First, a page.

Sandwiches are built from four simple elements-Bread, a spread, a filling and a garnish. They are found on breakfast and luncheon menus as well as supper menus. Sandwiches can range from a simple to elegant, depending upon the ingredients you choose.
LEARNING OBJECTIVES • Name the four basic elements in a sandwich. • Describe the purpose of the four elements in a sandwich. • Select breads suited to a specific type of sandwich. • Name the seven types of sandwiches • Prepare sandwiches both to order and in volume.
KEY TERMS and CONCEPTS • Bread • Closed-faced Sandwich • Club Sandwich • Filling • Finger or Tea Sandwich • Griddled Sandwich • Open-faced Sandwich • Spread
Griddled Sandwich-Cooked on a griddle or sandwich press until toasted and heated through; melts, Reuben, and grilled cheese sandwiches, for instance.
Cold Sandwich-or deli-style, filled with sliced meats, mayonnaise-dressed salads, vegetables, or cheeses.
Hot Sandwiches-a closed sandwich with a hot filling, such as a hamburger or pastrami, or an open-faced sandwich that includes a hot filling
Finger or Tea Sandwich-made on a fine-grained bread and cut into precise shapes and sizes that can be eaten in about one or two bites
Breads The characteristics of the various breads and how they will affect the sandwiches should be considered. The bread should be firm and thick enough to hold the filling but not so thick that the sandwich is too dry. Most breads can be sliced in advance of sandwich preparation as long as they are carefully covered to prevent drying. Toasting should be done only immediately before assembling the sandwich.
Fine-grain breads (Pullman-style loaves, white, wheat, or rye) are particularly good for delicate tea or finger sandwiches, since they can be sliced thin without crumbling
Coarsely grained or peasant-style breads (pumpernickel, sourdough, pain de campagne, and boule) are good for larger sandwiches served as main-dish items.
Rolls (hard, soft, submarine or hoagie, and Kaiser rolls) are split before filling.
Flatbreads (focaccia, pita, or ciabatta) may be split before filling or used as the base for an open-faced sandwich.
Wrappers (plain or flavored wraps, wheat tortillas, and similar flexible flatbreads) are featured in special sandwiches, especially those found in regional or ethnic cuisines.
Spreads A fat-based Spread (mayonnaise or butter, for instance) provides a barrier to keep the bread from getting soggy. Spreads also add moisture to a sandwich and help to hold it together as it is held and eaten. Many sandwiches call for a spread applied directly to the bread. Some sandwich fillings have the spread directly in the filling mixture; there is no need then to add a spread when assembling the sandwich. Spreads can be very simple and subtly flavored, or they may themselves bring a special flavor and texture to the sandwich.
Mayonnaise (plain or flavored, such as aioli and rouille) or creamy salad dressings.
Some Great Spread To Consider • Mayonnaise (plain or flavored, such as aioli and rouille) or creamy salad dressings. • Plain or flavored butters • Oils and vinaigrettes • Mustards • Ketchup • Spread able cheeses (ricotta, cream cheese, mascarpone, or crème fraiche) • Vegetables or herb spreads (hummus, tapenade, or pesto) • Jelly, Jam, compotes, chutneys, and other fruit preserves. • Guacamole.
FILLING Sandwich fillings are the focus of a sandwich. They may be cold or hot, substantial or minimal. The filling determines how all the other elements of the sandwich are selected and prepared.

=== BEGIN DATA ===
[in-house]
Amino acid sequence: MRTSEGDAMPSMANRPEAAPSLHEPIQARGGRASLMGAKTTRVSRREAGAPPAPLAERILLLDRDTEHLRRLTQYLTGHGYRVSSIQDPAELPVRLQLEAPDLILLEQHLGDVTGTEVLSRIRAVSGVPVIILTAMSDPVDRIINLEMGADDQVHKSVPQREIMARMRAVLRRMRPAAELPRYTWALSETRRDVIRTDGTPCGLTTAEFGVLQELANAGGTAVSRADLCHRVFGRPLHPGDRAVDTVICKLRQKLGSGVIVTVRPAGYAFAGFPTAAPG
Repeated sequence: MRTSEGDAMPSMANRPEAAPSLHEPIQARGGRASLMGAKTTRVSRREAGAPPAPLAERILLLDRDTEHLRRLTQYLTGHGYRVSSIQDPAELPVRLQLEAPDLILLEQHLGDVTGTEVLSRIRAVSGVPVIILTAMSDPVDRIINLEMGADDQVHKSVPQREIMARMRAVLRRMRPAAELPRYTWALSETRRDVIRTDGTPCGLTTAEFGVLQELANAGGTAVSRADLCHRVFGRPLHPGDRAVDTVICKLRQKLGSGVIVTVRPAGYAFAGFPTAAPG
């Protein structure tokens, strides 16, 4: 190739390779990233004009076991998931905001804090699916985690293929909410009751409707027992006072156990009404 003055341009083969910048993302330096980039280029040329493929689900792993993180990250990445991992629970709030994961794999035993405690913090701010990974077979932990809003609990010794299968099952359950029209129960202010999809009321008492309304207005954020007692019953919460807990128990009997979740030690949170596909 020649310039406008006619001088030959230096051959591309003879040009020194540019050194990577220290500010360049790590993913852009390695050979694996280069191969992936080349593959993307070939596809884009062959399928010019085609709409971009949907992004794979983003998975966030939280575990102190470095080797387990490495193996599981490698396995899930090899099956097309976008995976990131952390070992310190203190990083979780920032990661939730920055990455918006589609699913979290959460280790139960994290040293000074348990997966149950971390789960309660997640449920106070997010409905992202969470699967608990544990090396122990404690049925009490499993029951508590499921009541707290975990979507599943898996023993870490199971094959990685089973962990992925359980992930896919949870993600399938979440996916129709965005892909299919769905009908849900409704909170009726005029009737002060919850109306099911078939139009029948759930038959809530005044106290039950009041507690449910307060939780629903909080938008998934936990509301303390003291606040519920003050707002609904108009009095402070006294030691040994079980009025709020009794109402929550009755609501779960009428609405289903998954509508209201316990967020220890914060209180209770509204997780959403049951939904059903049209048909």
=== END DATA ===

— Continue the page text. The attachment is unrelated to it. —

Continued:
Choices for fillings • Sliced roasted or simmered meats (beef, corned beef, pastrami, turkey, ham, pates, sausages) • Sliced cheeses • Grilled, roasted, marinated, or fresh vegetables • Grilled, pan fried, or broiled burgers, sausages, fish, poultry, or eggs. • Salads of meats
Garnishes Lettuce leaves, slices of tomato or onion, sprouts, marinated or brined peppers, and olives are just a few of the many ingredients that can be used to garnish sandwiches. These garnished become part of the sandwich's overall structure, so choose them with some thought given to the way they complement or contrast the main filling. Addition to garnishes incorporated directly into the sandwich, you can also include side garnishes, such as salads, pickles, or fruits to complete the plate.
Garnish Choices • Sliced Fresh Vegetables • Pickle spears or olives • Dips, spreads, or relishes • Green salad or side salad (potato salad, pasta salad, and coleslaw) • Sliced fruits
REMEMBER… Sandwiches are a mainstay of casual menus. They are served as the main course for breakfast, lunch, and even supper. Smaller versions of sandwiches, finger or tea sandwiches, are often served at receptions. No matter what the style of service, sandwiches are best when the basic elements are thoughtfully chosen, properly prepared and appropriately garnished.
HELPFUL TIPS… Organize your workstation carefully to be as efficient as possible. Whether you are preparing sandwiches to order or in large quantities, have all the ingredients at the right temperature, properly season and sliced as necessary • Organize your mise en place so that everything you need is within arm’s reach. • Maximize the workflow by looking for ways to eliminate any unnecessary movements: Rearrange the direction the work moves or prepare larger (or smaller) batches of items. • Prepare spreads prior to service. Use a spatula to spread the entire surface of the bread. • Slice breads and rolls prior to service for volume production. Whenever possible, toast, grill, or broil breads when ready to assemble the sandwich. If bread must be toasted in advance, hold the toast in a warm area, loosely covered. • Prepare and portion filling and garnishes in advances and hold them at the correct temperature. • Clean and dry lettuce or other greens in advance. • Grilled sandwich such as a Reuben sandwich can be fully assembled in advance of service, then grilled or heated to order.